Many people know that infertility treatments can be fantastically expensive and often aren’t covered by health insurance, but what isn’t as well known is the emotional and psychological cost that those treatments can have. Miriam Zoll and Pamela Tsigdinos, both authors of books on infertility, published an op-ed in The New York Times last week called “Selling the Fantasy of Fertility,” in which they offer a peek inside the world of the assisted reproduction industry. Some $4 billion a year is spent on assisted reproduction treatments (ART), and while these procedures fail more often than they succeed, doctors always seem to have another treatment to offer, each more expensive and more invasive than the last.
[W]hat they’re selling is packaged in hope and sold to customers who are at their wits’ end, desperate and vulnerable. Once inside the surreal world of reproductive medicine, there is no obvious off-ramp; you keep at it as long as your bank account, health insurance or sanity holds out.
It’s no wonder that, fueled by magical thinking, the glorification of parenthood and a cultural narrative that relentlessly endorses assisted reproductive technology, those of us going through treatments often turn into “fertility junkies.” Even among the patient-led infertility community, the prevailing belief is that those who walk away from treatments without a baby are simply not strong enough to run the gantlet of artificial conception. Those who quit are, in a word, weak.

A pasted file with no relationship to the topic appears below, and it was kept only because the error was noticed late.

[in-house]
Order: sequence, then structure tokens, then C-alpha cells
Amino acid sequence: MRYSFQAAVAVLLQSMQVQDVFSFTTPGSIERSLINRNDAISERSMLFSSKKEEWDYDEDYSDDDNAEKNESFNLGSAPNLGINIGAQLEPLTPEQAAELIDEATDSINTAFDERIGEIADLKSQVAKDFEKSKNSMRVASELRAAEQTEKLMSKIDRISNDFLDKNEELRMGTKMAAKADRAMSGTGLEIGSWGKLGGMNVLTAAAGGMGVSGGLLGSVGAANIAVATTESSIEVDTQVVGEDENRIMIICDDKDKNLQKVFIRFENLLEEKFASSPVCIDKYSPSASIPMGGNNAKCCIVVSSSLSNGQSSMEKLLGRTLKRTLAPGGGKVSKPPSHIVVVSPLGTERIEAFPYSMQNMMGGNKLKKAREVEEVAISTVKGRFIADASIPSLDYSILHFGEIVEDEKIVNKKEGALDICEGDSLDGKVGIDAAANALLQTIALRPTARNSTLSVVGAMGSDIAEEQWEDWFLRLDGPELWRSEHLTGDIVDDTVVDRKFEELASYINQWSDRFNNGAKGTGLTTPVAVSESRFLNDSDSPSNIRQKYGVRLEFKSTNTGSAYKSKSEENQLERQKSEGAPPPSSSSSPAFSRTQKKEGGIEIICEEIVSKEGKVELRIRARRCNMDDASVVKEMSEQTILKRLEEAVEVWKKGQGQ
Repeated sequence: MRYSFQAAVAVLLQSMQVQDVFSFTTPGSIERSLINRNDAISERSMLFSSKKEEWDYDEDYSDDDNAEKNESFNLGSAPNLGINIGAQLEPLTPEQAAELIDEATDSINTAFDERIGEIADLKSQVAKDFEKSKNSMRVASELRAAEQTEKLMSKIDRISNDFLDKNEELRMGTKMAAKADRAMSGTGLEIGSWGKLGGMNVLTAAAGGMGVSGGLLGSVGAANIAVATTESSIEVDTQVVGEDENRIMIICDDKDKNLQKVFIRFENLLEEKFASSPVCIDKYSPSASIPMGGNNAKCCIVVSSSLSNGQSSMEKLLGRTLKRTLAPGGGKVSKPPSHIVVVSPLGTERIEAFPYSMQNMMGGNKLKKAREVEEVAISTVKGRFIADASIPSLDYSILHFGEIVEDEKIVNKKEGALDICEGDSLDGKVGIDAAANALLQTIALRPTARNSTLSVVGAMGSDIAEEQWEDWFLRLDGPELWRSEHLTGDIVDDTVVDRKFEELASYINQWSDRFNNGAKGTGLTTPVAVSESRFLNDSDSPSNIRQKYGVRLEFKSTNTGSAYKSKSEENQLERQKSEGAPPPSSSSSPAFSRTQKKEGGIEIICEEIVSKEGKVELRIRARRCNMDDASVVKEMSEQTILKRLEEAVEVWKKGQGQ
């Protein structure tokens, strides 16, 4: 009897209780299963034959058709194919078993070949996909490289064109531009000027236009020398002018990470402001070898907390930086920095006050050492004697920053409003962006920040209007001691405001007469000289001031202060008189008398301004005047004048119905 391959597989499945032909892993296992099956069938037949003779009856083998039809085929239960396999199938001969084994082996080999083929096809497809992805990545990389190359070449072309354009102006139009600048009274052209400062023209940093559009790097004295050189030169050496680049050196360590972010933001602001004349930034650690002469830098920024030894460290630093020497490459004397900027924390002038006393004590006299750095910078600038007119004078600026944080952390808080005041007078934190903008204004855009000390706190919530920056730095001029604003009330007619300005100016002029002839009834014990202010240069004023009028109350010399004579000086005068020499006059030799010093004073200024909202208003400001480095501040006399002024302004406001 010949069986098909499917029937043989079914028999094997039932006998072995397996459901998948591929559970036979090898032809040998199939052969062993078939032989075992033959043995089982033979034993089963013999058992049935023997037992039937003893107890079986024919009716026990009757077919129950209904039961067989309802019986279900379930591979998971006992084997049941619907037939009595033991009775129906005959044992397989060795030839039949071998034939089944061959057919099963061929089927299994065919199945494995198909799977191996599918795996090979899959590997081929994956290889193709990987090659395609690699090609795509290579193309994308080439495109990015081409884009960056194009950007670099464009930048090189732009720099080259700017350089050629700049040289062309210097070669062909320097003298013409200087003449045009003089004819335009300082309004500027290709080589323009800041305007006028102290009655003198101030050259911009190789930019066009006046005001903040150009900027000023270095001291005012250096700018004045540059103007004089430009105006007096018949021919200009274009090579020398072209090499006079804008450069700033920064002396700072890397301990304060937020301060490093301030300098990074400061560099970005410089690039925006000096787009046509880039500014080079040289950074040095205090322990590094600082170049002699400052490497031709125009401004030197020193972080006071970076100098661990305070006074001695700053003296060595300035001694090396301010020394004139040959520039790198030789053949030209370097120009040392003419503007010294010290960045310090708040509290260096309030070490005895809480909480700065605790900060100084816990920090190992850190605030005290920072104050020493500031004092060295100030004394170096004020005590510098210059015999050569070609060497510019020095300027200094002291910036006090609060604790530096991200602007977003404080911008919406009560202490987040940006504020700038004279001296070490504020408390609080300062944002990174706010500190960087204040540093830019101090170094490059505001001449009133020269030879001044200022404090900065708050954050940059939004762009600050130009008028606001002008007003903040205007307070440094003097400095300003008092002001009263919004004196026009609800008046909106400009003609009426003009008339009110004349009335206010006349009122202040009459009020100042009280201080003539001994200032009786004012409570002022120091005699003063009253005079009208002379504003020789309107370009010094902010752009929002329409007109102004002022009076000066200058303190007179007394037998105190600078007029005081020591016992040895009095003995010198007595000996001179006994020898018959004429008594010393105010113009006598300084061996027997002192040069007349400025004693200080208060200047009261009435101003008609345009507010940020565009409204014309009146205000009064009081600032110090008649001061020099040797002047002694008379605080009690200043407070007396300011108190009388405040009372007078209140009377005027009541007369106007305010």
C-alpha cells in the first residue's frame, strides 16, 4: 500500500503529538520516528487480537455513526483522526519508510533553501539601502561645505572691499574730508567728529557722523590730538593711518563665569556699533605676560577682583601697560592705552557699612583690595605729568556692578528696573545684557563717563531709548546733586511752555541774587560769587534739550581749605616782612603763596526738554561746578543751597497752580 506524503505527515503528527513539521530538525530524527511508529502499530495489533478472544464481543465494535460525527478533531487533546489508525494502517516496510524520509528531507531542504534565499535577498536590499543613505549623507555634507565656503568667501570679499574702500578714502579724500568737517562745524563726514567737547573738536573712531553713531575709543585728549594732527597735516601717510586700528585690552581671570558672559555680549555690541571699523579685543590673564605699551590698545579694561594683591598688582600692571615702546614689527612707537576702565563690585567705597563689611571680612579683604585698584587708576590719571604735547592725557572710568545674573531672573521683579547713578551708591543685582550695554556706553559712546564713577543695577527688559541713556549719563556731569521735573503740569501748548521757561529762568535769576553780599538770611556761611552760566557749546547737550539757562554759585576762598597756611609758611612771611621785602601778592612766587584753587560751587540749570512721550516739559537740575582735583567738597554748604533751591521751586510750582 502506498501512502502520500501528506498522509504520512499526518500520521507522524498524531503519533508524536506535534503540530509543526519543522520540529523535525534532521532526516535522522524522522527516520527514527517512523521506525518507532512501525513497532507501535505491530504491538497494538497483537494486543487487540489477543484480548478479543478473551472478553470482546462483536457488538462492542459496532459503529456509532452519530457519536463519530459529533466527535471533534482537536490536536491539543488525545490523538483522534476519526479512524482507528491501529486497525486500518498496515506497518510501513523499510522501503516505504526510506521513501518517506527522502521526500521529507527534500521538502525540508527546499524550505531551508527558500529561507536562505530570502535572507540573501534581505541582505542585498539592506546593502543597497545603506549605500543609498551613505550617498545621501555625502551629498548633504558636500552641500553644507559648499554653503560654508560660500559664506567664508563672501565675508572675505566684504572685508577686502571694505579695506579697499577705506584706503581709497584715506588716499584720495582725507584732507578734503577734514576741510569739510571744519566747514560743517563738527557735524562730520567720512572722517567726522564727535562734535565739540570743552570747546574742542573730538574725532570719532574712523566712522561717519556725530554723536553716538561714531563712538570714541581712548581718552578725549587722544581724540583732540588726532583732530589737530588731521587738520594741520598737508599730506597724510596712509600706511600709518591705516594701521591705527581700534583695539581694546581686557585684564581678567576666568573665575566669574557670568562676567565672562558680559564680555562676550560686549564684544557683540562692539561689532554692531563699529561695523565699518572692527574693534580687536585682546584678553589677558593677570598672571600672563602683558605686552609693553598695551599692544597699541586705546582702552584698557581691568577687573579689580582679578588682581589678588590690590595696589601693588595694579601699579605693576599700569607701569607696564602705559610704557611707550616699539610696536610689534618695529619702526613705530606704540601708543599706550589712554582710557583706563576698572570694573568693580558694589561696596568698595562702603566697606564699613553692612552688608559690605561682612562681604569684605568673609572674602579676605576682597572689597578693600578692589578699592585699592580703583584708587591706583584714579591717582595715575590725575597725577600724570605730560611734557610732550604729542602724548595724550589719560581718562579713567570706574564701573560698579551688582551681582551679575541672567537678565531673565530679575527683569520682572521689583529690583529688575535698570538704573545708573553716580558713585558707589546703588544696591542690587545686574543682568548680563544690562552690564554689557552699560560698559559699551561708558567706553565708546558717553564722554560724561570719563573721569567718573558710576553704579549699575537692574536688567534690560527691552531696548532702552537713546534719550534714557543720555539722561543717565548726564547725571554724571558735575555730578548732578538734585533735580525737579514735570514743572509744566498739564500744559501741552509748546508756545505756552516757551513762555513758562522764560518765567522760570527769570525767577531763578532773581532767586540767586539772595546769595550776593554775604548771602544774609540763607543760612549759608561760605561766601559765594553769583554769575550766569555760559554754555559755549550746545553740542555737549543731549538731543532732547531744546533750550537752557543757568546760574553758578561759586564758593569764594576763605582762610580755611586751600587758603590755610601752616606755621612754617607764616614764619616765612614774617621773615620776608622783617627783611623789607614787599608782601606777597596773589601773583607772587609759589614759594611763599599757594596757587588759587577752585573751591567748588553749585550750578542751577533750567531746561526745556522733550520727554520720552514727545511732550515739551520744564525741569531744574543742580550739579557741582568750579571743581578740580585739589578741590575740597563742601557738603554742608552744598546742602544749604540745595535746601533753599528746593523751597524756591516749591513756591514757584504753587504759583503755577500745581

My wife and I have been through this process for ourselves, and we’ve experienced firsthand how traumatic it can be. Each cycle of treatment follows a pattern of hopes raised and then dashed, punctuated by procedures that leave patients, especially women, feeling more like lab rats than hopeful parents trying to conceive. Left unchecked, a natural, God-given desire for children can morph into an ugly, idolatrous, desperation that leaves couples bitter, selfish, and isolated.
A lot has been written in recent months about the “evangelical adoption movement,” the rise in Christians adopting that has been fueled in part by books like Russell Moore’s Adopted for Life as well as evangelical adoption conferences. The movement has its problems, but this is one good aspect of it: The more adoption comes to be seen as a positive in evangelical communities, the easier and more natural it will be for Christians struggling with infertility to choose it. Infertility has its own particular grief, and adopting doesn’t magically make it go away. But as an alternative to the heart-wrenching treadmill of assisted reproduction, it can spare those who want to be parents some of the pain that Zoll and Tsigdinos write about.